Sprint Division Becomes Wide-Open


With so many divisions seemingly wide-open for the Breeders' Cup, there was at least one that we thought we had a pretty good grasp on. The Sprint.

Not anymore.

In the last seven days the Sprint went from being a division with two clear-cut favorites, to one with more questions than perhaps any other division.

First, defending champ Midnight Lute's comeback was derailed last weekend at Del Mar, as he finished a disappointing 10th in the Pat O'Brien Handicap. It left serious questions as to whether he is the same horse who won the 2007 BC Sprint and Eclipse Award, and if he is suited for running well on synthetics. Stay tuned there.

More stunningly, we learned on Wednesday that Benny the Bull has been retired. We were all looking forward to watching him in the Forego and pointing towards the Breeders' Cup, where he was going to attend to some unfinished business. But now the best sprinter in the world, who had won five straight, is no longer in the mix and it has left a gaping hole in the division.

So where does this leave the sprint division? Well, I guess the new favorite becomes Street Boss, who has also won five straight and is a synthetic specialist. His closing style is very much like Benny the Bull's and now the Bruce Headley trainee looks to have the edge on the rest.

Lucky Island also becomes a major contender. The Argentine-bred has won four in a row, including two in graded company and may have more talent than Street Boss. But will he like the surface? Same goes for the undefeated Bustin Stones, who has gone gate-to-wire in all five dirt starts. But he hasn't run since April.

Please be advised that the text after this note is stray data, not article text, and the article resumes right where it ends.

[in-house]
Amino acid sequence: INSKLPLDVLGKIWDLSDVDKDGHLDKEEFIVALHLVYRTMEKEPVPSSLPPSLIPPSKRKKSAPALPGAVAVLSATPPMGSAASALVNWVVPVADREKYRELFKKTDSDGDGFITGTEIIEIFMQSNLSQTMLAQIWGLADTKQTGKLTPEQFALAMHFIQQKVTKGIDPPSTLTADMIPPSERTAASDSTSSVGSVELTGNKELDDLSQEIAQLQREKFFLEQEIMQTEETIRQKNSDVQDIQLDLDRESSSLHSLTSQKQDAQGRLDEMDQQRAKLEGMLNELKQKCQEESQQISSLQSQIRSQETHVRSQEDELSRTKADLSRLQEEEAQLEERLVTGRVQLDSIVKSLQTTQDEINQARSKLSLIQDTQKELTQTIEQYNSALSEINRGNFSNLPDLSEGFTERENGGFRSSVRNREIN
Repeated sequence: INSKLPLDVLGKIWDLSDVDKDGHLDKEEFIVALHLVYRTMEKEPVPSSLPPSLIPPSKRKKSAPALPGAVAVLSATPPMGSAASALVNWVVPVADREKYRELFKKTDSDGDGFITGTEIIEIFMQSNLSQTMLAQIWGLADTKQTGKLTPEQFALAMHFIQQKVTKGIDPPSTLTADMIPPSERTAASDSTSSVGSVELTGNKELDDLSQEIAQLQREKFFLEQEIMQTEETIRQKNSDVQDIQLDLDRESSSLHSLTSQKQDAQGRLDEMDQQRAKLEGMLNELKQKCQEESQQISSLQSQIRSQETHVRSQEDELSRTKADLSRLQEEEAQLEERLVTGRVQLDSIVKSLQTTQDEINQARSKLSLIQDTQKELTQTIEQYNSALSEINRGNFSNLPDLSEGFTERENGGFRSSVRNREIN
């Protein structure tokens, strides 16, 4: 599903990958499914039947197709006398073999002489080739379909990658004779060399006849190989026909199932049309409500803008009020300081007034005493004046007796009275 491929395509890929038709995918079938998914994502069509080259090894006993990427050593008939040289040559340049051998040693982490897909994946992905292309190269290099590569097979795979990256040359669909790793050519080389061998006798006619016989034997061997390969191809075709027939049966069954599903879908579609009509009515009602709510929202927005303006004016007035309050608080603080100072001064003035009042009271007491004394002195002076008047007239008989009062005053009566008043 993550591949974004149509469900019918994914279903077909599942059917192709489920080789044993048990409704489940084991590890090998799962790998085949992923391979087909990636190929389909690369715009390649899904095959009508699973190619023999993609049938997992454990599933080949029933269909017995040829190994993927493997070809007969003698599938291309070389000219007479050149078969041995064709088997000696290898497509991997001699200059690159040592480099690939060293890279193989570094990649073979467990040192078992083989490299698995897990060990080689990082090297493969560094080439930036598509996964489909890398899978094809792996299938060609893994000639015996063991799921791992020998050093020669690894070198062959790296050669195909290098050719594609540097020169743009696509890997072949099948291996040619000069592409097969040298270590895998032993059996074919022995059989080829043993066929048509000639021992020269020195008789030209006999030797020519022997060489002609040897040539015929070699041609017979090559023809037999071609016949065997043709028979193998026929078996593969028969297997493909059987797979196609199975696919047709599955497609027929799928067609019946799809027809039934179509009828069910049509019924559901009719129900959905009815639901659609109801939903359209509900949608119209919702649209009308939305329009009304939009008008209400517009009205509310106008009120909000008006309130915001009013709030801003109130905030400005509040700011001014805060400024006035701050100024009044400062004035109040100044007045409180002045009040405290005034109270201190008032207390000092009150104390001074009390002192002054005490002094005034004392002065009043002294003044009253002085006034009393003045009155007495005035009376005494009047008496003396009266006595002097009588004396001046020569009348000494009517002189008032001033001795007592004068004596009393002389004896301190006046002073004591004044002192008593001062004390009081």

One horse it would be wise not to forget about is Fabulous Strike, who when healthy, might be faster than any of these. I talked to trainer Todd Beattie about the 5-year-old Smart Strike gelding today, and he said all systems are go.

Fabulous Strike, who has won 10 of 15 starts but has raced just once this year, has been scratched from his last two starts, including the Vanderbilt. Beattie said Fabulous Strike had a bad foot bruise that required work and some rest, but he is now on target for the Sept. 27 Vosburgh, a race that he won by nearly six lengths last year. The Breeders' Cup is definitely the goal.

"He's training fantastic," said Beattie, who is based out of Pennsylvania and has Fabulous Strike stabled at Presque Isle Downs. "He's right on schedule for the Vosburgh. We've had some bumps in the road, but the good news is that we'll have a real fresh horse for the Breeders' Cup. I have a lot of confidence in him and now it seems like the division is open to anybody."

One other we must not forget is J Be K. The 3-year-old faltered in the King's Bishop but he is still a force with his electric speed.

It should be an interesting two months.

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